Thursday, January 7, 2010

Real-Time Marketing

Being 'reactive' in the days of Web 1.0:

See / hear demand for particular product or service. Discuss with Marketing Team. Agree to run a print advert in a leading magazine that will be published in three weeks time. Three weeks passes, print ad runs, target audience no longer has need for product / service required three weeks ago.

Being 'reactive' in the days of Web 2.0:

See / hear demand for particular product or service. Act upon it:

The deluge of snowy weather currently causing chaos around the UK may be keeping many marketers from their offices, but has this stopped the flow of marketing communications? Far, far from it.

Several outdoor brands (as well as supermarkets) are turning the winter weather to their advantage, pushing out marketing communications through – you guessed it – social media.

'But there's no ROI!' the doubters continue to scream. 'We can't measure anything!'

That's right – we can't measure the value of being instantly reactive and being able to offer real-time marketing to our customers. Why?

Because it's priceless.

Monday, January 4, 2010

Time to Wave Goodbye to Google?

Google, a company with omnipotent brand powers and an unrivalled status in the digital sphere, has been positioned as a ‘leader’ for so long, its foray into the social media scene was inevitable, not to mention anticipated. But am I the only one who is, well, rather disappointed?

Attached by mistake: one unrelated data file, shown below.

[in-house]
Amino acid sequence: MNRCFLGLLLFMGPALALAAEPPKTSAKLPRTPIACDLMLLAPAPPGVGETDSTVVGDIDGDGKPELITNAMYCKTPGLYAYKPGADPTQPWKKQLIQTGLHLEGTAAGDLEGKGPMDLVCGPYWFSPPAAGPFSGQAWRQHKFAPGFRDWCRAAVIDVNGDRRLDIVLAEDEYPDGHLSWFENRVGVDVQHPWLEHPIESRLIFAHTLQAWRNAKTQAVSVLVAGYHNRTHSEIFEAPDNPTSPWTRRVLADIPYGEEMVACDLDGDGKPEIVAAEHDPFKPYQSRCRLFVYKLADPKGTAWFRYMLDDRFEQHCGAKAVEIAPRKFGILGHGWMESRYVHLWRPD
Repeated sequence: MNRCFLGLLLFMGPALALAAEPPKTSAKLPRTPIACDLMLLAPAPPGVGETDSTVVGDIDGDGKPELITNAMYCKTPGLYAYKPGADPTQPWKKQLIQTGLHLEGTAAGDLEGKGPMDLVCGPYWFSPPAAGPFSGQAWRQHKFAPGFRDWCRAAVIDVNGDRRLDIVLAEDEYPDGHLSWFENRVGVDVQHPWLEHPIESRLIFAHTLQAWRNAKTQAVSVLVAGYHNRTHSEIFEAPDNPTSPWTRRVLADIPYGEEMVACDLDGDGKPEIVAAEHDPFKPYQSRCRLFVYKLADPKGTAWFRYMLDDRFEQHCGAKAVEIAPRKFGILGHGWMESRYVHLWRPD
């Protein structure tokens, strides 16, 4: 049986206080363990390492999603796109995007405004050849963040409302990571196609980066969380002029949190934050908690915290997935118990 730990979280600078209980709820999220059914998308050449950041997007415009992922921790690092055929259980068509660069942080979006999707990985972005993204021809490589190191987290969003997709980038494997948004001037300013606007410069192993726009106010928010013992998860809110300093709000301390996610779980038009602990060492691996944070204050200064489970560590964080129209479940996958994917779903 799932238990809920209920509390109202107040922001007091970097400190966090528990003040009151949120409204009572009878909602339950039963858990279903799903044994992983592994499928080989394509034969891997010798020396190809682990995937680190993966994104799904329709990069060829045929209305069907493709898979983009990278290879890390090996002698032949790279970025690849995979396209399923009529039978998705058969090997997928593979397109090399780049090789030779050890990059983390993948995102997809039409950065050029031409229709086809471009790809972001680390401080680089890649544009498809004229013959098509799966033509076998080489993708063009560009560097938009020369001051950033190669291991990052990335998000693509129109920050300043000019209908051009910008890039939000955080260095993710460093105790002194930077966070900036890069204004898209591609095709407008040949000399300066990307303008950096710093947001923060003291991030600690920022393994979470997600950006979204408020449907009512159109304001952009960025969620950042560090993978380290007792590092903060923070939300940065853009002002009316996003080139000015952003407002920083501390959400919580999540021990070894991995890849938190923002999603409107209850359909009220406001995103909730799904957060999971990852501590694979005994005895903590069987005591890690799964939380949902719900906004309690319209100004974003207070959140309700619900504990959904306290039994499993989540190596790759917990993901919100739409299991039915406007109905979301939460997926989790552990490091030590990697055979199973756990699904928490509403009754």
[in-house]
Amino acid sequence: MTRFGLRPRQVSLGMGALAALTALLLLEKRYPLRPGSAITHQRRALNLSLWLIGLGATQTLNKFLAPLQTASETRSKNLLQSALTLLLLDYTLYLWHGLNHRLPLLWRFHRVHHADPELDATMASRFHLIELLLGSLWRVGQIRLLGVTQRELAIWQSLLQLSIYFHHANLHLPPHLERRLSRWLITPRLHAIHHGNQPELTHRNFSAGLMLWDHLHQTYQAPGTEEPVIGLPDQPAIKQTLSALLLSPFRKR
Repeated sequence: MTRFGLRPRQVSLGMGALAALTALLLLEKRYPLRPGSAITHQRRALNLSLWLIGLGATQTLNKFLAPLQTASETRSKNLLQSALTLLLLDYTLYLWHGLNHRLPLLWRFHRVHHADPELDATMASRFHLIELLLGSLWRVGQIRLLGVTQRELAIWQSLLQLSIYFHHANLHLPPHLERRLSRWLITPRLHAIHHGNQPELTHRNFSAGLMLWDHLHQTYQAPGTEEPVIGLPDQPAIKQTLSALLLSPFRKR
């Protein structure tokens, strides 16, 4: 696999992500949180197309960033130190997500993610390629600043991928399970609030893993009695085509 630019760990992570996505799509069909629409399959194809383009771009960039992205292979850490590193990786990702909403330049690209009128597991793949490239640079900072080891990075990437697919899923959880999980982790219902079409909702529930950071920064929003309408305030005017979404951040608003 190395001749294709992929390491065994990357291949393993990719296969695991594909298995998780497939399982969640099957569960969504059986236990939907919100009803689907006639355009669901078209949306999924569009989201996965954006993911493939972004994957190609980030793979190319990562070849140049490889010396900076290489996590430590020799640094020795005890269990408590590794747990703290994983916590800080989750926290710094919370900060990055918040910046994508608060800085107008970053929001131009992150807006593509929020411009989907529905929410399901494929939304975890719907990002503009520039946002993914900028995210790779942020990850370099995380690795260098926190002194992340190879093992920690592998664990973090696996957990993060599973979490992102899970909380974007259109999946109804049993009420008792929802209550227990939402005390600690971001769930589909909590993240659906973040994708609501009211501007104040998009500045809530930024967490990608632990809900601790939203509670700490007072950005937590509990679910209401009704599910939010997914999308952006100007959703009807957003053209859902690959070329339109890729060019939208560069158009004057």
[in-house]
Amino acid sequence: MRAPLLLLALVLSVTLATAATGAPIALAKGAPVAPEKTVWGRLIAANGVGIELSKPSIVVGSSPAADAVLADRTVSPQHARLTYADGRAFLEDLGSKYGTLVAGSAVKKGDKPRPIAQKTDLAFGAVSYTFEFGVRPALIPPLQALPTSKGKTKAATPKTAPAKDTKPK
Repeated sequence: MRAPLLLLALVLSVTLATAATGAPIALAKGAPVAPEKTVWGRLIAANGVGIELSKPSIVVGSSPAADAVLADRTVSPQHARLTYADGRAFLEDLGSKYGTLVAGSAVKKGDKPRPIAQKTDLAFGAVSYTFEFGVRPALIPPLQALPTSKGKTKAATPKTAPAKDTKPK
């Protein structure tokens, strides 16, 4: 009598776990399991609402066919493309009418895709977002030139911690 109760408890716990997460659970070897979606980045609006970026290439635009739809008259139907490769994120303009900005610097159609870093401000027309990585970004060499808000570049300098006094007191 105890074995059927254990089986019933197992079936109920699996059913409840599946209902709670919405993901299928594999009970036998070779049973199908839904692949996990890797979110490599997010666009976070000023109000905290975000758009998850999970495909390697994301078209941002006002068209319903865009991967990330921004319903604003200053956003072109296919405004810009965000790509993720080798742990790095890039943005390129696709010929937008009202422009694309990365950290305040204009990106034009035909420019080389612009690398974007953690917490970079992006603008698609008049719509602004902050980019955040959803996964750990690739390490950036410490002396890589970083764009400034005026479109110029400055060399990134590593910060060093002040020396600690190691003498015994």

It seems that only a few months ago, the digital universe was filled with a cacophony of virtual shrieks, as digital geeks (myself included) announced that they had received their prestigious Google Wave invites. Come January 2010 however, and it seems that the fanfare surrounding ‘the Wave’ has declined almost as quickly as a certain golfer’s career.

Let’s not beat around the bush – Google’s social media venture, so far, has failed.

Google has previously built its incredible success on creating unrivalled solutions to people’s needs: search, analytics, online advertising. What the company didn’t bargain for with Google Wave however, is the fact that people’s social media needs are already extremely well-met by the plethora of platforms currently out there.

Sure, Wave is a nice concept – a real-time communications platform that ties up emails, instant messaging, file sharing, collaborative working and networking. But many of these needs are already provided for through other channels such as Skype, LinkedIn and, contrary to early doubters, Twitter.

Another problem faced by Google Wave is that social media is by its inherent name, social. We may have enjoyed a feeling of superiority and prestige upon receipt of that longed-for Wave invite; however this soon dissipated upon realisation that we arrived in a vast empty chasm with no-one to talk to!

Don’t get me wrong – it’s still early days for Google Wave, and the company no doubt has a wealth of further digital talent it can throw at the platform, but will they have an audience left to market to? Social media is only just beginning, but if Google is to have its slice of the market, its time would be better spent focusing on needs that aren’t currently met yet.

Am I alone in this sentiment? Can anyone dismiss this argument and champion Google Wave?